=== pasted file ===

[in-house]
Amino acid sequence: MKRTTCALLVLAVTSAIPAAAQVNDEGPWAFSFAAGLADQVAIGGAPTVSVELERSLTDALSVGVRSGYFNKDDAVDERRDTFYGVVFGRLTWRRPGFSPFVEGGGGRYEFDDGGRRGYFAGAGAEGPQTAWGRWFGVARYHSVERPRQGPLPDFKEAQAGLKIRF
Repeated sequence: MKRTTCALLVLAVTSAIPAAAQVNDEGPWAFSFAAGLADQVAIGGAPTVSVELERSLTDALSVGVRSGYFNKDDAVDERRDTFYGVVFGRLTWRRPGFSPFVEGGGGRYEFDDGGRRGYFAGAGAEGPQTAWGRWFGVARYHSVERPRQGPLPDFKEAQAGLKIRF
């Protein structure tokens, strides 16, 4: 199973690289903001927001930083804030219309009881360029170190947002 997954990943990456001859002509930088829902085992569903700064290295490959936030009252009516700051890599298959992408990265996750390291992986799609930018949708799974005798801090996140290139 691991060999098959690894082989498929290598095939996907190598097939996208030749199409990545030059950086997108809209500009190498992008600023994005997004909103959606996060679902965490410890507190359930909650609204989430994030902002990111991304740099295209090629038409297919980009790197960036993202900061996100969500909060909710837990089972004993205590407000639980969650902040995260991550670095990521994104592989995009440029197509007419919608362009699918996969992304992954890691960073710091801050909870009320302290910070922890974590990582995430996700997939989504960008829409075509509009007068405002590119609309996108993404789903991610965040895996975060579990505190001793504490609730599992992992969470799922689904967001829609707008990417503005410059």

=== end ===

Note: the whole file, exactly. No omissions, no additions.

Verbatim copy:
[in-house]
Amino acid sequence: MKRTTCALLVLAVTSAIPAAAQVNDEGPWAFSFAAGLADQVAIGGAPTVSVELERSLTDALSVGVRSGYFNKDDAVDERRDTFYGVVFGRLTWRRPGFSPFVEGGGGRYEFDDGGRRGYFAGAGAEGPQTAWGRWFGVARYHSVERPRQGPLPDFKEAQAGLKIRF
Repeated sequence: MKRTTCALLVLAVTSAIPAAAQVNDEGPWAFSFAAGLADQVAIGGAPTVSVELERSLTDALSVGVRSGYFNKDDAVDERRDTFYGVVFGRLTWRRPGFSPFVEGGGGRYEFDDGGRRGYFAGAGAEGPQTAWGRWFGVARYHSVERPRQGPLPDFKEAQAGLKIRF
């Protein structure tokens, strides 16, 4: 199973690289903001927001930083804030219309009881360029170190947002 997954990943990456001859002509930088829902085992569903700064290295490959936030009252009516700051890599298959992408990265996750390291992986799609930018949708799974005798801090996140290139 691991060999098959690894082989498929290598095939996907190598097939996208030749199409990545030059950086997108809209500009190498992008600023994005997004909103959606996060679902965490410890507190359930909650609204989430994030902002990111991304740099295209090629038409297919980009790197960036993202900061996100969500909060909710837990089972004993205590407000639980969650902040995260991550670095990521994104592989995009440029197509007419919608362009699918996969992304992954890691960073710091801050909870009320302290910070922890974590990582995430996700997939989504960008829409075509509009007068405002590119609309996108993404789903991610965040895996975060579990505190001793504490609730599992992992969470799922689904967001829609707008990417503005410059």